Reinventing a bag of old lab tricks
All the tricks that make uDISCO work have been around for a while. However, this is the first method to make use of them all — and without destroying important bits of an organism.
Clearing up animal tissue, for example, was pioneered by German anatomist Werner Spalteholz at the turn of the 19th century. (He made parts of human cadavers translucent.)
Whole-body scanning of animals that produce fluorescent proteins also isn’t that new. The process is called “ultramicroscopy,” and it was shown to work on fruit flies in the early 2010s.
And while see-through glowing rodents are also at least a couple years old, no one has rendered any this clear without damaging fluorescent proteins locked away in their cells, says Erturk — everything becomes roughly 85% to 90% transparent after uDISCO.
“It’s really the most potent, highest transparency you could achieve with a large specimen,” he told Business Insider.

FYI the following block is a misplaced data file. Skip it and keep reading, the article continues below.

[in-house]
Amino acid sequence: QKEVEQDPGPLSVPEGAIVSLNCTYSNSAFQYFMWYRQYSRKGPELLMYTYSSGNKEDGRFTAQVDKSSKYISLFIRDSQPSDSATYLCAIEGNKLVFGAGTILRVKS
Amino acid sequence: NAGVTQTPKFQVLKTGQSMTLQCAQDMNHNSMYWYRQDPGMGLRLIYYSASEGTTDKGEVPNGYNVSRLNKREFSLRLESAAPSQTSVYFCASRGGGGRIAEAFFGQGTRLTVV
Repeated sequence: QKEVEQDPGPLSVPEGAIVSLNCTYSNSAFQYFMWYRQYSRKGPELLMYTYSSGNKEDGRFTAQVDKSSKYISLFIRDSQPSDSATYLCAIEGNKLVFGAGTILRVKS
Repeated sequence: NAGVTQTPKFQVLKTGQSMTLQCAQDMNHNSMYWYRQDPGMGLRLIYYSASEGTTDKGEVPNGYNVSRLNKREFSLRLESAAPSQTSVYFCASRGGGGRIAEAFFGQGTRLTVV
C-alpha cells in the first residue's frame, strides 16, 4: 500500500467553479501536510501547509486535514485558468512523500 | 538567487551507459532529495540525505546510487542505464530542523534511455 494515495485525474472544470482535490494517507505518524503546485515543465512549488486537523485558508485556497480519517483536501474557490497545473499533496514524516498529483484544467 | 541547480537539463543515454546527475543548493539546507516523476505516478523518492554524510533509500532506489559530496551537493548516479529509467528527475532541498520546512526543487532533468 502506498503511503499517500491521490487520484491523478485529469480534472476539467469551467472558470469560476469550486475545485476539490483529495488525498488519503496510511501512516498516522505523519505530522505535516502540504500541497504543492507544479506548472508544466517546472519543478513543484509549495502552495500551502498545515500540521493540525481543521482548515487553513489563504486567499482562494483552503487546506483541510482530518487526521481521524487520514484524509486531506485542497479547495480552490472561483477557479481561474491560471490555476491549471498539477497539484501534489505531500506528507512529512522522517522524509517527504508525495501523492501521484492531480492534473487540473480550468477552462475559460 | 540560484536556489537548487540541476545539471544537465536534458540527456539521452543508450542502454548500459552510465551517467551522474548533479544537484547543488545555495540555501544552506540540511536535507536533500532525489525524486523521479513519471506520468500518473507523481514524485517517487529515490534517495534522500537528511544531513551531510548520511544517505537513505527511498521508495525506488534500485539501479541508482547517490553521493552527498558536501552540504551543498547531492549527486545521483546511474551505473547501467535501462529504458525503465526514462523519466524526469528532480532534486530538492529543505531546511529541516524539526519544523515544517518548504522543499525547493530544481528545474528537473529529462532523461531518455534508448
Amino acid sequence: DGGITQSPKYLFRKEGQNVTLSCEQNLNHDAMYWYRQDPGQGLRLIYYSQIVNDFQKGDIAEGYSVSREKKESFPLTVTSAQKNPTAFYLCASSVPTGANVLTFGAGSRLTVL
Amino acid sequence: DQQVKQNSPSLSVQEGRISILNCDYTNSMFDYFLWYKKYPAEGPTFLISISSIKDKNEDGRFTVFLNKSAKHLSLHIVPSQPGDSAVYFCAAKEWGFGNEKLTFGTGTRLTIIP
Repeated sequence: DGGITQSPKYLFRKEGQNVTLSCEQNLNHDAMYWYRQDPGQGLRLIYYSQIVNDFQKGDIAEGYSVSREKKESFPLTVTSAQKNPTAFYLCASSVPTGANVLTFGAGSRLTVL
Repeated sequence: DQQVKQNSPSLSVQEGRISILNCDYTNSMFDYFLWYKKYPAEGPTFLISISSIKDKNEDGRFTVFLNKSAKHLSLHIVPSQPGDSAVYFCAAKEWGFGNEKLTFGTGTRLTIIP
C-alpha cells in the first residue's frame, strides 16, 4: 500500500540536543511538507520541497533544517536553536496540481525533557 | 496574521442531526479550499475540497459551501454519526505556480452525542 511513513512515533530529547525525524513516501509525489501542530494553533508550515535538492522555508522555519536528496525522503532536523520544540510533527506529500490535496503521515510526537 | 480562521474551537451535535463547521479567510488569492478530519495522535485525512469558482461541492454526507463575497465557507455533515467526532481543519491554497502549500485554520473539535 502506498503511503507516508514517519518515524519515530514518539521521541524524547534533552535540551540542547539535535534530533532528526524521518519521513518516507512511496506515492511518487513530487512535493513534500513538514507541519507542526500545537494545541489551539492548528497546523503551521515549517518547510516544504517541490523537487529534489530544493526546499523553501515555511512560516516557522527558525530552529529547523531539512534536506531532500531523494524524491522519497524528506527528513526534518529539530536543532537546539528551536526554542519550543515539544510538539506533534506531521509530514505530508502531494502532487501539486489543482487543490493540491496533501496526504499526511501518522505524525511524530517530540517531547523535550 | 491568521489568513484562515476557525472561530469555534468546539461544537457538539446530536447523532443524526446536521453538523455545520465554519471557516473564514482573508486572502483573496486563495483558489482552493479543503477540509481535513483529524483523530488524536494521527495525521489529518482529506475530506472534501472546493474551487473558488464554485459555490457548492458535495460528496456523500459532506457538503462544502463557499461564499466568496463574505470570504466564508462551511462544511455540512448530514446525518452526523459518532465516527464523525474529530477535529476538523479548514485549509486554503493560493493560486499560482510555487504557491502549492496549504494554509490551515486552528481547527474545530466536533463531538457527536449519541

“[I]f we want to know how water pipes are organised within a wall without any prior knowledge, the easiest way would be to be able see-through the wall. [Imagine] that the concrete wall becomes glass without any destruction,” Erturk said in the statement. “Now we can see every pipe connection, and easily identify if one is disconnected.”
The process begins with a mammal that’s born to produce fluorescent jellyfish proteins in certain cells, like nerves or heart muscle tissue. Under special lighting conditions, those proteins glow brightly to illuminate that body system while leaving other tissues dark.
Next, the animal is killed or “sacrificed” to use as a lab specimen.
Erturk and his team’s innovation is amping up tissue clarity in such specimens (so proteins glow more brightly) while shrinking everything down by as much as 65% (so the whole creature can fit in a laser-scanning microscope).
The secret ingredients? Benzyl alcohol, which gently moves water out of animal cells and replaces it, and diphenyl ether (DPE), which dissolves fats. Both chemicals are flushed through sacrificed animals over the course of a few days, rendering them transparent.
“The clarity is quite complete,” Erturk says. “You see a yellowish hue, but that is coming from residual tissue.”